As  you can see, this can be quite an expensive operation – especially if the parent node is also full.  If the parent node is also full, the same operation takes place and so on up the tree.

So, if the fill factor is set to 100 on an index that receives frequent inserts, there will be a negative impact on write performance.  Generally speaking, setting the fill factor to 90 and then either directly monitoring the number of page splits using Extended Events or indirectly monitoring page splits by analyzing page density the fill factor can be adjusted up or down.  If the index is receiving a lot of page splits or page density is changing dramatically, consider lowering the fill factor.  If there are few to no page splits, consider raising the fill factor.  Just keep in mind that changing between 90 and 95 will have little impact, but 80 to 90 may have a noticeable impact (see graph above).

PAD_INDEX option

One more thing to point out about fill factor is the PAD_INDEX setting.  When specifying a fill factor, the PAD_INDEX option can be turned on which will force SQL Server to apply the same fill factor to the intermediate nodes of the B-tree.  By default this option is turned off.

How to: Check the time of the last clean DBCC CHECKDB in SQL Server


DBCC CHECKDB is a common maintenance task executed to verify that the data stored in a SQL Server database is clean (i.e. not corrupt).  Generally speaking, it is good practice to run DBCC CHECKDB against any database that contains valuable data.  The one database where DBCC CHECKDB is not necessary is the tempdb database as the tempdb database is recreated from scratch every time that the SQL Server service is started.  All of the other system and user databases should be checked on a regular basis – if possible.

So, how do you know the last time DBCC CHECKDB was executed successfully against a given database?  Why with the following script of course!

use master
GO
 
DBCC TRACEON (3604)
GO
 
DECLARE @DBCCPage AS TABLE
(
    DatabaseName    SYSNAME NULL,
    ParentObject    SYSNAME,
    [Object]        SYSNAME,
    Field           SYSNAME,
    [Value]         SQL_VARIANT
)
 
DECLARE DatabaseCursor CURSOR LOCAL FAST_FORWARD
FOR SELECT name FROM sys.databases WHERE state_desc = ‘ONLINE’
 
OPEN DatabaseCursor
 
DECLARE @DatabaseName SYSNAME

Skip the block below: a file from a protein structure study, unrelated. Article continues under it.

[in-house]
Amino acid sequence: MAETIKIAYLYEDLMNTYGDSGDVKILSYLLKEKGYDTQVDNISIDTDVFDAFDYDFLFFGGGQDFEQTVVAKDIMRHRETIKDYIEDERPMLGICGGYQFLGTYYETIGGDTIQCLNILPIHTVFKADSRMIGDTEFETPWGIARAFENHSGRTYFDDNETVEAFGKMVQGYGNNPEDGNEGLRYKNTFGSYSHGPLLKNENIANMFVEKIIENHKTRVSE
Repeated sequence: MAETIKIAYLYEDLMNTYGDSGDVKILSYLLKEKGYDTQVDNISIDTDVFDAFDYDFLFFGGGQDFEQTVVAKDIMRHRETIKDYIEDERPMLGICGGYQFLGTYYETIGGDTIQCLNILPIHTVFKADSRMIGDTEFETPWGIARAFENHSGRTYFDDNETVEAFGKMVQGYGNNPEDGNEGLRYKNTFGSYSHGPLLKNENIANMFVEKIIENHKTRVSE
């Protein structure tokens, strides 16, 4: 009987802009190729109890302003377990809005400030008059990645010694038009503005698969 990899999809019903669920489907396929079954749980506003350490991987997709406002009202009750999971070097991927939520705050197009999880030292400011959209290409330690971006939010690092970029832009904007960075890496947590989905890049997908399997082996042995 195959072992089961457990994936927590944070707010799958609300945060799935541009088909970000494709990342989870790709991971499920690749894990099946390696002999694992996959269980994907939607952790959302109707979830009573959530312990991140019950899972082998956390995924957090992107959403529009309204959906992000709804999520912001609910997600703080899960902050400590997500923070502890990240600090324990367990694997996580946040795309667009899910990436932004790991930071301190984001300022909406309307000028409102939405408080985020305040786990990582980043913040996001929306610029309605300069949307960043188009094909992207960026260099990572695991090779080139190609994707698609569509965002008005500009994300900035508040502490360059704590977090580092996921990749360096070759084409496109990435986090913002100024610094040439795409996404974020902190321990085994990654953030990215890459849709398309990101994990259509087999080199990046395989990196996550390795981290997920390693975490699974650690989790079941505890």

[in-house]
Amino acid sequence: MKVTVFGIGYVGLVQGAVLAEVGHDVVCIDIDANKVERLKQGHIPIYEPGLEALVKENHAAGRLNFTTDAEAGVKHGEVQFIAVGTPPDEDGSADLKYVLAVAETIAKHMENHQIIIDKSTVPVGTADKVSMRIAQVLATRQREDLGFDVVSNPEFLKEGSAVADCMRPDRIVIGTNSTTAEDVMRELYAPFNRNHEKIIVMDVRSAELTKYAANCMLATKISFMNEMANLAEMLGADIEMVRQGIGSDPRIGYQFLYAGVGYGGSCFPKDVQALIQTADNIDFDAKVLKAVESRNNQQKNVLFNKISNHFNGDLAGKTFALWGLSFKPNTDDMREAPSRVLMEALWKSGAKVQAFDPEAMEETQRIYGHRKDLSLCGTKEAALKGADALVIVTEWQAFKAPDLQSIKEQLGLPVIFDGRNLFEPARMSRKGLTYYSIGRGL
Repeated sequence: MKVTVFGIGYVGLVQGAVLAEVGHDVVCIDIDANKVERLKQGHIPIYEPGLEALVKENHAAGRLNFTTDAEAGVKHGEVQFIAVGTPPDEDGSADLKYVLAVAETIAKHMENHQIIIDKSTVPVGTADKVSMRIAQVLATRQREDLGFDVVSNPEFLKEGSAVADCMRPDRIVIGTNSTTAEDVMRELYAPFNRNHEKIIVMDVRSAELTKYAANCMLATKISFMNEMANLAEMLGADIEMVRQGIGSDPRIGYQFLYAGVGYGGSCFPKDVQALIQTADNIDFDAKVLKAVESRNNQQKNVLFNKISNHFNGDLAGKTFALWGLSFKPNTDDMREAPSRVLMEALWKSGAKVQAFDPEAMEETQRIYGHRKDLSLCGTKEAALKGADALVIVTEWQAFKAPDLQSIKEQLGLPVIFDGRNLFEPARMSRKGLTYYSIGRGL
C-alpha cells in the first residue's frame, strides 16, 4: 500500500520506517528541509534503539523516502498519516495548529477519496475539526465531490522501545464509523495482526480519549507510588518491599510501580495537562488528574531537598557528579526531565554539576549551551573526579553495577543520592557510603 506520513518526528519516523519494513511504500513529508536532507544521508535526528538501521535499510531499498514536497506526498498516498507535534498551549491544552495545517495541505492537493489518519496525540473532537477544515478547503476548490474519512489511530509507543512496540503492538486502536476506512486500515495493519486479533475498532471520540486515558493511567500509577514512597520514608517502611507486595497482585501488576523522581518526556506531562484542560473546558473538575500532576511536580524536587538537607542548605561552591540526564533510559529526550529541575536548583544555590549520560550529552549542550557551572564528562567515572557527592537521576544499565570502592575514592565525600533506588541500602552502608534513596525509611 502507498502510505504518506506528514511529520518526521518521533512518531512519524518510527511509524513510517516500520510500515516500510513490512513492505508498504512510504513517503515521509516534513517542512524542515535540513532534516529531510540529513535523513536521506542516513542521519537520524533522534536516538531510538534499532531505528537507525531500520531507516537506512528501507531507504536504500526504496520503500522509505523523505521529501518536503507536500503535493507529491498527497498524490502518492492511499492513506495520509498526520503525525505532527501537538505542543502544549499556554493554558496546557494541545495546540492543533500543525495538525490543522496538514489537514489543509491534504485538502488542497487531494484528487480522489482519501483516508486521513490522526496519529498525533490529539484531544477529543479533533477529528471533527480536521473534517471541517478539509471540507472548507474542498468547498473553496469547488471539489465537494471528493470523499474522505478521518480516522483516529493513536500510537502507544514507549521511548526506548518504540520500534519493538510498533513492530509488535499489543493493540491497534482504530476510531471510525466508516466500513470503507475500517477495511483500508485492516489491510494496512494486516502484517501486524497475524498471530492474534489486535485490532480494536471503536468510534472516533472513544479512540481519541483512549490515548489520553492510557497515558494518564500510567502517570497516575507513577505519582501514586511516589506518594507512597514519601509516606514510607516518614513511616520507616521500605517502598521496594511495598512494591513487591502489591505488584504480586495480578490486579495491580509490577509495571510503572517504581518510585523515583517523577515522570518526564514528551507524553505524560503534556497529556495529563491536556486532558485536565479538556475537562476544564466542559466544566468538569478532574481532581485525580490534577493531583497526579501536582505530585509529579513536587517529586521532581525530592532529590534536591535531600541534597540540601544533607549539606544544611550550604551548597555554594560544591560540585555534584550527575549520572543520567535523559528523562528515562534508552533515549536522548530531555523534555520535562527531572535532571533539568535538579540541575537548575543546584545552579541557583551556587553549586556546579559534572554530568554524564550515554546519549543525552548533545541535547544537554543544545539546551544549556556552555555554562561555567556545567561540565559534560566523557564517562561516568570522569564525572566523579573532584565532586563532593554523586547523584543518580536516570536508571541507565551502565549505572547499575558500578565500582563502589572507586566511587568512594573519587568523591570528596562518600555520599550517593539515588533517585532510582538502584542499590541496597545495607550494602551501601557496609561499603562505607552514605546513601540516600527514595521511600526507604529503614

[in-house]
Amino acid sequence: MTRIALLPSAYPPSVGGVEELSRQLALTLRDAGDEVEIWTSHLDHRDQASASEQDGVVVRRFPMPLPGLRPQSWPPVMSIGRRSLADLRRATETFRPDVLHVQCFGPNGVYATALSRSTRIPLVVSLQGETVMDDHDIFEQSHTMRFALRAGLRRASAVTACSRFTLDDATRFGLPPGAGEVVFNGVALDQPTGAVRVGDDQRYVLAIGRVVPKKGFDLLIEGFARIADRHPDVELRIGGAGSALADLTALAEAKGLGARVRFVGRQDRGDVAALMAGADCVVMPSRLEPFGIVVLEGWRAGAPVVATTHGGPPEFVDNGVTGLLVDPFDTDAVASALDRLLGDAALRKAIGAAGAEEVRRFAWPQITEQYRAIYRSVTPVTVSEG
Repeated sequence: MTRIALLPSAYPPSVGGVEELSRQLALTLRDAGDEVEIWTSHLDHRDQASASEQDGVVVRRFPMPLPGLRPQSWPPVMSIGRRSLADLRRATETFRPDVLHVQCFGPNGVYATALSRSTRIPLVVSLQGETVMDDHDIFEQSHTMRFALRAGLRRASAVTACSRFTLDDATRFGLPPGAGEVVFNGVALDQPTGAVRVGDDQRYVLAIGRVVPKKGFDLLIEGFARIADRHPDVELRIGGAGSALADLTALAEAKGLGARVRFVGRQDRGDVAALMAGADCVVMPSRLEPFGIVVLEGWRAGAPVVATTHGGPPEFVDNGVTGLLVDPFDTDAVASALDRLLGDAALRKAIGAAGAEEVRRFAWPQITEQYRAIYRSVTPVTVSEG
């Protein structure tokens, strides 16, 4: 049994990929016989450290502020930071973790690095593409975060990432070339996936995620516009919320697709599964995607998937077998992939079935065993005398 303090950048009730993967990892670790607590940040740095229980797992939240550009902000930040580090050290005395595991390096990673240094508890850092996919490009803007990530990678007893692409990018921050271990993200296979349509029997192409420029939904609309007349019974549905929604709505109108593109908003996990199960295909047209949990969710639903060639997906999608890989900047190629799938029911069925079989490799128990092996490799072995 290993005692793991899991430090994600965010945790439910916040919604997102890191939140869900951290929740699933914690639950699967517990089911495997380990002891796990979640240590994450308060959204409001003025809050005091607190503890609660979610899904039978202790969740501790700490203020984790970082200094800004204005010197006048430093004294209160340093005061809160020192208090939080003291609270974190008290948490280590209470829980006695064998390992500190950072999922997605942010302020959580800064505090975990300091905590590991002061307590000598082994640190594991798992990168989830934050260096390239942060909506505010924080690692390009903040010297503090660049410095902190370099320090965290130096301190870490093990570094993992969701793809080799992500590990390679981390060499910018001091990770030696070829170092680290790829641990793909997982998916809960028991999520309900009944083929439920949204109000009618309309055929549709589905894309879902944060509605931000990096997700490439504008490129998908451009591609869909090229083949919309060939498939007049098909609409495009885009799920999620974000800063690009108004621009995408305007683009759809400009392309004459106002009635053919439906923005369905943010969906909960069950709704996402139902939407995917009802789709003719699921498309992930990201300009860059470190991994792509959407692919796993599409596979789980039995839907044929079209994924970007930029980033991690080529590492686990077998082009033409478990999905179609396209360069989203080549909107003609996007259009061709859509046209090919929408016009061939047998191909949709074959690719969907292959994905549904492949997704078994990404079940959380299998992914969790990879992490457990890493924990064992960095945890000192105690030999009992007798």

FETCH NEXT FROM DatabaseCursor INTO @DatabaseName
 
WHILE @@FETCH_STATUS = 0
BEGIN
    –Insert the DBCC PAGE output into the @DBCCPage table
    INSERT INTO @DBCCPage (ParentObject, [Object], Field, Value)
    EXEC(‘DBCC PAGE ([‘ + @DatabaseName +‘], 1, 9, 3) WITH TABLERESULTS’)
   
    –Set the database name
    UPDATE @DBCCPage SET DatabaseName = @DatabaseName WHERE DatabaseName IS NULL
   
    FETCH NEXT FROM DatabaseCursor INTO @DatabaseName
END
 
SELECT DISTINCT
    DatabaseName,
    CONVERT(DATETIME, Value) AS LastGoodDBCC,
    DATEDIFF(day, CONVERT(DATETIME, Value), GETDATE()) AS DaysSinceLastGoodDBCC
FROM
    @DBCCPage
WHERE
    Field IN (‘dbi_dbccLastKnownGood’)
ORDER BY
    DatabaseName
GO
 
DBCC TRACEOFF (3604)
GO

Some time ago, Paul Randal published a post entitled “CHECKDB From Every Angle: When did DBCC CHECKDB last run successfully?.”  This gave us the raw internals to identify the last good DBCC CHECKDB run.  The script above simply wraps that information into an easy to consume report.

This is a great script to have in your toolbox – especially if you are new to an environment and you are trying to get a feel for the condition of the databases on a particular system.

That’s it for this post.  Please check back tomorrow for some more SQL Server / .NET goodness!

How to: Enable CLR (Common Language Runtime) in SQL Server


With the release of SQL Server 2005 it became possible for developers to write C# or VB.NET code that can execute within SQL Server.  One thing that is often times overlooked when installing a .NET assembly into a SQL Server database is enabling the database to execute CLR code.  In order to do this, simply execute the following code:

use master
GO
 
exec sp_configure ‘show advanced options’ , ‘1’
GO
 
RECONFIGURE WITH OVERRIDE
GO
 
exec sp_configure ‘clr enabled’ , ‘1’
GO
 
RECONFIGURE WITH OVERRIDE
GO

That’s it.  Short and sweet.  Once this code executes, all assemblies installed within the database are available for use.

That’s it for today.  Please check back tomorrow for more Tips & Tricks.